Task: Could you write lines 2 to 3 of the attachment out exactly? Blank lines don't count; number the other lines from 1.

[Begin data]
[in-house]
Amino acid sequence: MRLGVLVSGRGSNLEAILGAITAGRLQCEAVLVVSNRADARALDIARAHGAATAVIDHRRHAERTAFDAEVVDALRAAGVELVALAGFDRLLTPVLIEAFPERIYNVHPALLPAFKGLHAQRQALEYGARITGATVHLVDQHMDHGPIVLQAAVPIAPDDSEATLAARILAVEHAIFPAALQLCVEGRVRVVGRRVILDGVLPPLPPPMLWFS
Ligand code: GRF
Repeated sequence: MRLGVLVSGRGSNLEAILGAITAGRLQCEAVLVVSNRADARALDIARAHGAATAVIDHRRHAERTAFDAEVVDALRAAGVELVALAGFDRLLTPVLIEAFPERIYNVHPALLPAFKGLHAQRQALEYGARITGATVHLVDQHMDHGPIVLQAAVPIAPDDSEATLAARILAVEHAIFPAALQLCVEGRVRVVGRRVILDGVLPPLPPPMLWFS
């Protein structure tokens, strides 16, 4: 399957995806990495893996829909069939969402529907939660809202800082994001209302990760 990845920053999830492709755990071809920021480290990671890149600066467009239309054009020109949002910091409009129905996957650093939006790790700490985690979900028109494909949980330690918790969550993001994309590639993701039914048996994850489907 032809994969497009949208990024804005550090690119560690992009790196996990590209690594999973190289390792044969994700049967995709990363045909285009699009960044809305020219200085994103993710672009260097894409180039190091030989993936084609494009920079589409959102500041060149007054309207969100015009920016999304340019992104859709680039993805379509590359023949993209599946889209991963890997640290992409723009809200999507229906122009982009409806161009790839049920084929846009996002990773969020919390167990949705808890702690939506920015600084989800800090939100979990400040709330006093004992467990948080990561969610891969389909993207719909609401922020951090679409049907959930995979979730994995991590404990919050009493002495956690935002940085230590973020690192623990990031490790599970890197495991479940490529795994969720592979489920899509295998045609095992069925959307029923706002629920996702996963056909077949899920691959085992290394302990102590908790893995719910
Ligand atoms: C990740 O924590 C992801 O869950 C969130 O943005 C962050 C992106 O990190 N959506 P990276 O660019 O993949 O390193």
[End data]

Amino acid sequence: MRLGVLVSGRGSNLEAILGAITAGRLQCEAVLVVSNRADARALDIARAHGAATAVIDHRRHAERTAFDAEVVDALRAAGVELVALAGFDRLLTPVLIEAFPERIYNVHPALLPAFKGLHAQRQALEYGARITGATVHLVDQHMDHGPIVLQAAVPIAPDDSEATLAARILAVEHAIFPAALQLCVEGRVRVVGRRVILDGVLPPLPPPMLWFS
Ligand code: GRF